Photo courtesy of Instagram
Kyla Maloney (‘22) has left a true legacy at Chamblee as she prepares to graduate this year. Maloney won state swimming for Chamblee her freshman year. In addition, she would go on to win relays and the 200 freestyle, the 200 being a 4 lap race in an olympic style pool. She has also won titles during her time on the Chamblee swim team as rookie of the year her freshman year, MVP all three of the other years, and swimmer of the year for the state of Georgia this year. Maloney was chosen out of all the elite swimmers in the state of Georgia, proving this award to be monumental to her swimming career.
Some accomplishments she focuses on can be more personal though.
“My first freshman year meet, [my sister, Teresa Maloney], was a senior on the team when I was a freshman, and I didn’t mean to break her record because I was like, ‘Don’t worry, I’m not going to break the record. It’s not a big deal,’ and then the first meet we had, I broke the record. She was super happy about it; I felt really bad, but it was a super fun experience,” said Maloney.
During Maloney’s successful swim career, she has not only broken others’ records, but also her own time and time again.
“I think I’ve broken it every year and then I’ve also gotten the 200 freestyle record and I believe the 100 freestyle record and then we’ve broken our relay records as well,” said Maloney.
Though she has accomplishments of her own, she cherishes the ones she shared with her sister even after being on the swim team for four years.
“My freshman year winning state with my sister was probably my favorite memory because it was her last year and very emotional, and that was the first time we’d ever really competed together. At Dynamo we were always in different age groups, but that was the first time that I got to race with her on the same relay and then winning that relay and seeing her reaction, it was probably one of my favorite memories,” said Maloney.
These cherished memories encapsulate the two sisters who have stuck side by side throughout their swimming careers.
“My sister and I were at that stage where we tried everything pretty much. I was doing soccer, basketball, gymnastics, swimming, everything, and my parents wanted us to pick something. My sister picked swimming, so I was like, ‘oh, I’ll follow her, I’ll do whatever she does,’” said Maloney.
This decision to join the high school team was one of Maloney’s most impactful decisions.
“I’ve been swimming at Dynamo for ten or eleven years now, so it’s just always been a part of my life. I fell in love with it at a really young age, and it’s probably the biggest part of my life where I get a lot of my friends and experiences. I just love it,” said Maloney.
Though, it isn’t a surprise Maloney chose to swim instead of pursue soccer, basketball, or gymnastics.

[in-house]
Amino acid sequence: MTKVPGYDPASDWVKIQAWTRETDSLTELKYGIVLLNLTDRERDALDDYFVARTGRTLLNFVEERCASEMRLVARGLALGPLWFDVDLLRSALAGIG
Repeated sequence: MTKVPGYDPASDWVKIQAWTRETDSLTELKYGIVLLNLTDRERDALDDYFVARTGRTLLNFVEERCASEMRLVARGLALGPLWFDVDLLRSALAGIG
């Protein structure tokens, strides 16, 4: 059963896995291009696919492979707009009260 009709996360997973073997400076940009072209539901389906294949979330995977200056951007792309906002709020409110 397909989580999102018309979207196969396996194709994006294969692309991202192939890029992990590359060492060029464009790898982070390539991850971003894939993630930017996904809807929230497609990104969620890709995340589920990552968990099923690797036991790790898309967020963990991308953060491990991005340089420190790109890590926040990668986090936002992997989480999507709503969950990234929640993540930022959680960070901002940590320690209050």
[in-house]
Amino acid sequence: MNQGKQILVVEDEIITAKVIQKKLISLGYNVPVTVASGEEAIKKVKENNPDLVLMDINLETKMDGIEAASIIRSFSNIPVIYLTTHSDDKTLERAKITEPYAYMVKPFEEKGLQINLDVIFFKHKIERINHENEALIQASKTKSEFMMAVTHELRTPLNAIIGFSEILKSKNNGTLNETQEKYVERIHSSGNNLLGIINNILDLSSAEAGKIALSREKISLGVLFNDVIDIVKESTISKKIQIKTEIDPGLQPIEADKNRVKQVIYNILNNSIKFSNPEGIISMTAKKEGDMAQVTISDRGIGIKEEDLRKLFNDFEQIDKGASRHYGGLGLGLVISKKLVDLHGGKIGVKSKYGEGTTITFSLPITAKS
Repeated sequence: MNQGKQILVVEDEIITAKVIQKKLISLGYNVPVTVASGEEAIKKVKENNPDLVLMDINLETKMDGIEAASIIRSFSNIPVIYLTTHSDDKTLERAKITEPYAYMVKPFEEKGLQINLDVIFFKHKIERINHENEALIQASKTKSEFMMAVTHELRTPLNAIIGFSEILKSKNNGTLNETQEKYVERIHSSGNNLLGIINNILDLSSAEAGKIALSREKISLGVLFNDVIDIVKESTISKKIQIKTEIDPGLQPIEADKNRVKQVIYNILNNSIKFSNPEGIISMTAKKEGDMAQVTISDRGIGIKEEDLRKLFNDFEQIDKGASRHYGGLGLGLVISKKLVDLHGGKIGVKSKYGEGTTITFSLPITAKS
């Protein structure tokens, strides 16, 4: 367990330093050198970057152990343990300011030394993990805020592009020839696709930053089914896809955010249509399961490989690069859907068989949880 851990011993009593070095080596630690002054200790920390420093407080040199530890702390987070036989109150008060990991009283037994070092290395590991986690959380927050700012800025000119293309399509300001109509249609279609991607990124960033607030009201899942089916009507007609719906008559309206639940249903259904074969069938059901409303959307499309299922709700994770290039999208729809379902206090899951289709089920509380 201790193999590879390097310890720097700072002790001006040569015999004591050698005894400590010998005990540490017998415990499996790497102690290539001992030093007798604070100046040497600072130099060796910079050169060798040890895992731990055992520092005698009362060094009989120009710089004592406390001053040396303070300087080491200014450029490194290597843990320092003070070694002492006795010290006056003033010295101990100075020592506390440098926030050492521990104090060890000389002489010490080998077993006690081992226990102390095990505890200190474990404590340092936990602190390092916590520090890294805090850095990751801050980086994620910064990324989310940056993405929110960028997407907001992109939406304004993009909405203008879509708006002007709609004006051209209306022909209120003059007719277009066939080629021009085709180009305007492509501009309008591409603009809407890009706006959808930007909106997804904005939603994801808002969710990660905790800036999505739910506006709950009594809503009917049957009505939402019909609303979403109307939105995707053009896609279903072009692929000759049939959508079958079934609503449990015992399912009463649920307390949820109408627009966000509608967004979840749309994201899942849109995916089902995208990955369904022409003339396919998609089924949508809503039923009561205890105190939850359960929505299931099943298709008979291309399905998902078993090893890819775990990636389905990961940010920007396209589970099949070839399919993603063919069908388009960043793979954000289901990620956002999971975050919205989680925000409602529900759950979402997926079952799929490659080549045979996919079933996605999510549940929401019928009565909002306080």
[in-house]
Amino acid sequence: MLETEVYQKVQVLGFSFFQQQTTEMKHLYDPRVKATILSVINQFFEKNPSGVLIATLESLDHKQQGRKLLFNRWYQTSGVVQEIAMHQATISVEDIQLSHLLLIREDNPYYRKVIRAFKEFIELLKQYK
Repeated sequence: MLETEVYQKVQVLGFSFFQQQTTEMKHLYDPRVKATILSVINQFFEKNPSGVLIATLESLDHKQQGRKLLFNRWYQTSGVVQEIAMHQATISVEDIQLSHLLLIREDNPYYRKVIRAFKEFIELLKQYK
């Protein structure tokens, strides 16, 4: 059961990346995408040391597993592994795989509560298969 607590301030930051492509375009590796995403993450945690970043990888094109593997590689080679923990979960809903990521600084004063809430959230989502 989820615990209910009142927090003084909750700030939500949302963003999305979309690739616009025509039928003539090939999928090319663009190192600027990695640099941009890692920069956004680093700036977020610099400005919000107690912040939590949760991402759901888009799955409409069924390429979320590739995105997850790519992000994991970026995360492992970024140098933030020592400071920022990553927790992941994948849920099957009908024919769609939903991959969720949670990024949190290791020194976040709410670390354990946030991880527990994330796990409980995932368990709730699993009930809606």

“Both of my parents swam in college, My sister swims. Literally, everyone in my family swims. I’ve been swimming since before I could walk,” said Maloney.
Through their swim experience, Maloney’s success was supported by her parents as she juggled school, social life, and her demanding sport.
“Managing my life was definitely not always this way. I’ve been very lucky and my parents are very supportive and they understand it since they did it as well,” said Maloney, “Understanding how to balance the social, the school and the swimming, it’s definitely got a learning curve and I’ve definitely struggled at times, but it’s all about time management and making time.”
Though she may have raised an athlete, her commitment to her coaches and teams is well-known.
“Kyla’s success was her dedication to her sport and swimming year round. Genes definitely play a role, but really, it’s her hard work,” said Lorri Reynolds, Maloney’s Chamblee coach.
Undoubtedly, Maloney is described as an elegant beast in the pool.
“I mean, it’s just the ease of which she swims. It looks so effortless, but yet she is incredibly fast and pretty in the pool. Like, her strokes are just beautiful to watch. So, I think just watching her just take down race after race after race has been one of the best things just to see her accomplish all the things that she set her mind to,” said Reynolds
The record breaking Chamblee swimmer plans to leave a long reigning legacy as she takes a splash into a new pool at Auburn University, where she has received a scholarship to swim.
“I went to Olympic trials last year,” said Maloney, “but I do plan to go back to Olympic trials in three years with Auburn University and hopefully make a bigger impact on the meet than I did before.”
As Maloney graduates, she wishes to leave a message to anyone thinking of joining swimming.
“I’d say it sounds a little cliche, but you just gotta jump in feet first. It’s scary to some people. It’s not scary to others, or the social aspect is scary, but once you get in it, you’ll love it and it’s such an amazing thing. Everyone there has similar mindsets and probably some of the most driven people you’ll ever meet are in sports, and I think it’s a great community,” said Maloney.
Though Maloney couldn’t graduate without a note from her beloved coach.
“Future Kyla, you’re a super goal setter,” said Reynolds, “Keep working hard, but have fun, too.”